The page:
Results tagged ‘ Interleague ’
Change and I don’t get along too well. I remember when the Cardinals introduced the Sunday home game alternate cap — the navy blue one with the red bill and the profiled bird. I couldn’t sleep for weeks.
WHY?!?! WHY ARE THEY DOING THIS!?!? WHAT IS WRONG WITH THE REGULAR CAP!?!?!
Things are better now; but living in Chicago, I became quite used to the kind of daily drama inherent in a city where Ozzie Guillen is employed. Now, with him gone, life is just… boring? I mean, Adam Dunn is hitting. Jake Peavy is pitching. The Cell hasn’t caught on fire.
What fun is that?
I miss the good old days — the days when the city stopped for the Crosstown Rivalry, the Windy City Classic. I miss seeing Sweet Lou bump bellies with umpires, AJ Pierzynski gettin’ cold cocked by Michael Barrett, listening to drunk frat boys explain the infield fly rule to washed out bimbos while double-fisting $7 Old Styles.
Is nothing sacred anymore?!?!
Until I see Dale Sveum and Robin Ventura do a rap song about bad contracts, I’m gonna have to think not.
And so in this Podcast brought to you by Lifestyles…
Jeff and Johanna join forces in what is secretly designed as an intervention for Allen and his anachronistic memory. The three of them then launch into some raunchy debates over this young MLB season, including but not limited to double headers, home plate collisions, “offensive” t-shirts and much, much more… all to make you smile for berry berry long time!
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*Special thanks to our PodMaster Keith Carmack. Make sure you take some time to check out Keith and his crew’s laugh-riot podcast. Follow him on Twitter to get the latest updates. They’re doing some fantastic work! You can find out more at Undercard Films.
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Recorded Saturday, May 28, 2011
Do you agree with Jim Leyland that interleague play has run its course?
Jim Leyland is a smart guy. He’s been in baseball since back when dinosaurs roamed the earth and he’s not afraid to speak his mind. So when Jim Leyland says “I think it’s had its purpose, and it’s probably, in some case, served its purpose. But it’s run its course,” me, I take notice.
And Leyland has a point. Interleague has gone beyond its original intent and occasionally constitutes more than 10% of a team’s schedule. This means that a team might end up playing 18 games against interleague opponents to the detriment of of the divisional schedule. Sure, this might be nice for the occasional fan who only comes out once or twice a year but it’s bad for the teams and for the division.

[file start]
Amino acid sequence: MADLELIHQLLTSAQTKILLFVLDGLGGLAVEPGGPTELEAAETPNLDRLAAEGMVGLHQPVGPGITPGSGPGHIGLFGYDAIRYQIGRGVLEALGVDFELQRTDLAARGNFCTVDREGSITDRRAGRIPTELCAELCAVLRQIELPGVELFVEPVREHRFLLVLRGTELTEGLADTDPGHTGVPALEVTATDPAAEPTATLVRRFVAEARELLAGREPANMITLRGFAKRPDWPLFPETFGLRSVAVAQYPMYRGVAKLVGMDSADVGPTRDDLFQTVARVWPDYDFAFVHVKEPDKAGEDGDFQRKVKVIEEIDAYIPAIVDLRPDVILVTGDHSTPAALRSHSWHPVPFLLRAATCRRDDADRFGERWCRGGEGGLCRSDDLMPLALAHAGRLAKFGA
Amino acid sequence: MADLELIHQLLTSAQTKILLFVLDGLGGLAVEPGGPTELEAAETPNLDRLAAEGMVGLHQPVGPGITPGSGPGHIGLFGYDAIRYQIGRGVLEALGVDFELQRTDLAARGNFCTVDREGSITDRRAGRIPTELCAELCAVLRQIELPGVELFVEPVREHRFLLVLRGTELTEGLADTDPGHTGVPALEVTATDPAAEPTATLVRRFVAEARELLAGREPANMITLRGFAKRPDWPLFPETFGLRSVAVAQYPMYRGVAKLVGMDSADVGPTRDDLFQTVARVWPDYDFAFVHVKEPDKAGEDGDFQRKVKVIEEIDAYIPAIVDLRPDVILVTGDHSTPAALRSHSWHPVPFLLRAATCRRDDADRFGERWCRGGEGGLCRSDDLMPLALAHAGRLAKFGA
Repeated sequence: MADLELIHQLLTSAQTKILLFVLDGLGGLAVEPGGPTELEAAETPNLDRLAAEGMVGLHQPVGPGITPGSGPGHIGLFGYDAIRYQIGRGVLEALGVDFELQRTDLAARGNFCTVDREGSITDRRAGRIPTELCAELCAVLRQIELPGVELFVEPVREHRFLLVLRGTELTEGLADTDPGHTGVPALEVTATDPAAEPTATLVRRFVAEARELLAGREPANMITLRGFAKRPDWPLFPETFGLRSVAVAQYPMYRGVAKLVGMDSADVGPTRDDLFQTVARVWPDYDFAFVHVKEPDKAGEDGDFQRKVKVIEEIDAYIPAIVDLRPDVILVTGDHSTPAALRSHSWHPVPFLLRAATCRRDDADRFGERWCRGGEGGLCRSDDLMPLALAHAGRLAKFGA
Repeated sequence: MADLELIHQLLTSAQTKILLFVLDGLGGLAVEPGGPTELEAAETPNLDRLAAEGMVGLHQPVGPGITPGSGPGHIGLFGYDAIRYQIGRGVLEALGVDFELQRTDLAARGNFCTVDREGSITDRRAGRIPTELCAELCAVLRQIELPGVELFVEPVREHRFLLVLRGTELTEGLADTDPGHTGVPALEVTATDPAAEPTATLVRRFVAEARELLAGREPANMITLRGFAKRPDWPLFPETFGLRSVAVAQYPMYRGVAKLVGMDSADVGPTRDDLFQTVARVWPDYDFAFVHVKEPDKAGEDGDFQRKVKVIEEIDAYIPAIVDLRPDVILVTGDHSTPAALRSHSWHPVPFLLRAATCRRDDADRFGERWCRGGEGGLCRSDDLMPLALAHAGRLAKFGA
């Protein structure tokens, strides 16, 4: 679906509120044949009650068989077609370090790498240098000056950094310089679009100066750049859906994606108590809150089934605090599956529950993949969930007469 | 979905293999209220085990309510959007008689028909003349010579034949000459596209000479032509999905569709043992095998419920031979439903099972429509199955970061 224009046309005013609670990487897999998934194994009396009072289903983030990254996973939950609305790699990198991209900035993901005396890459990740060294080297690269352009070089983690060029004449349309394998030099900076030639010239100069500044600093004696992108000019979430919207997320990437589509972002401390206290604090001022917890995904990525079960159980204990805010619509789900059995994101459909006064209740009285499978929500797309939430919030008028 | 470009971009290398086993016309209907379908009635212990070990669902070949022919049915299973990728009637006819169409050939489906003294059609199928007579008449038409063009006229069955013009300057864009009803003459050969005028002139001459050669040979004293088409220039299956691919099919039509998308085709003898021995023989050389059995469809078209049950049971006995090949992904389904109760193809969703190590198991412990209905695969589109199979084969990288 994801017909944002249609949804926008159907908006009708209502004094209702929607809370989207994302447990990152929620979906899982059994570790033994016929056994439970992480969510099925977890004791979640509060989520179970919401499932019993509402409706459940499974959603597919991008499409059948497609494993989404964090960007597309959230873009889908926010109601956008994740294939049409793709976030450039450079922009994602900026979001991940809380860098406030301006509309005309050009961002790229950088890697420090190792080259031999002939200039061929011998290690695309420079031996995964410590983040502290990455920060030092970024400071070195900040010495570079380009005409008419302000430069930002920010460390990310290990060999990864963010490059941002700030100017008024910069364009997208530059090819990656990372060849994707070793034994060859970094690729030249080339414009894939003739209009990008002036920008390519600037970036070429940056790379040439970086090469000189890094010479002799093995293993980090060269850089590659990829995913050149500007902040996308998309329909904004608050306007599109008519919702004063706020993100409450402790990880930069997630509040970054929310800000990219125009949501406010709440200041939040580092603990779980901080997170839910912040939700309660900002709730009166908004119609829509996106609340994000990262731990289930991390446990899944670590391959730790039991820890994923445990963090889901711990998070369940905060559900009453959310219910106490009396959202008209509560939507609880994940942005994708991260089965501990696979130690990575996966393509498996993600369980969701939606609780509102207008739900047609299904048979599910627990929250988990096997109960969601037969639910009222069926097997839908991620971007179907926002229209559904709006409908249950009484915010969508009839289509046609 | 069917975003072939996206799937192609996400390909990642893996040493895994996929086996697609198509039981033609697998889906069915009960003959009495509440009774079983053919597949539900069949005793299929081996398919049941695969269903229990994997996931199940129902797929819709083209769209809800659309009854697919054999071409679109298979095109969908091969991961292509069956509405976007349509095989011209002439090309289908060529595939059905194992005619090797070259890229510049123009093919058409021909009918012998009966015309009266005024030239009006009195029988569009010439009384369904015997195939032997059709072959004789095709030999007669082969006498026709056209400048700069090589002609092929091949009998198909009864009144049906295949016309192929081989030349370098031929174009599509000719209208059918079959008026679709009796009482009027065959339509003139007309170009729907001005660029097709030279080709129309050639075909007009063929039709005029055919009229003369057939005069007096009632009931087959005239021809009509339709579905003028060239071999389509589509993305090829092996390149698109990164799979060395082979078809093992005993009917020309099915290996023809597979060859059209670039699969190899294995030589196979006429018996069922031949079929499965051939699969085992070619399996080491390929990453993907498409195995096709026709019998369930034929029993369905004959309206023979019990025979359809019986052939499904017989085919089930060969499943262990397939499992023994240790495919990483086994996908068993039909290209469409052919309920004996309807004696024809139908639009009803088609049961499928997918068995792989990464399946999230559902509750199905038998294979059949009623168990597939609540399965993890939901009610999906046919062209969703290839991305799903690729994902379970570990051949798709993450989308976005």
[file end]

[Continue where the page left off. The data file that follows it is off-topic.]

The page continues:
I don’t necessarily think that baseball should abolish interleague play but I do think they need to rethink how it is scheduled. Most importantly, it should be limited to a home and home series every year. It’s worth seeing the Mets and Yankees play. It’s fun putting the Cubs and White Sox up against each other. San Francisco and Oakland deserve the chance to earn bragging rights each year. But beyond that, enough is enough.
This presents a separate problem because the NL and AL don’t have the same number of teams. To that I propose two possible solutions. First, rotate two NL teams who won’t play interleague in a season. Or second, move an NL team to the AL. It’s been done before and wouldn’t be so bad.
Interleague play has helped revitalize baseball and there’s no denying that the parks are packed for rivalry series like the Cubs and White Sox. But in all the focus on Leyland’s interleague comments, a more important point may have been missed. Leyland also said, “at some point, we have to get baseball back to the same set of rules, and I don’t know why more people don’t talk about it. … I don’t care what they do. I just think that they should synchronize it. Whichever way they decide to go is fine with me.”
Here Leyland is specifically referring to the DH and the problems it creates during interleague play. And again, the man has a point. For an AL team playing two consecutive road series against an NL team, the regular DH is either going to sit for a week or be forced to platoon with one of the regular starters to get some at-bats. Either way, it’s not an ideal situation and baseball needs to address it. Granted, limiting interleague play to one home and one away series a year would help solve the problem but it would be nice to see some consistency between the two leagues.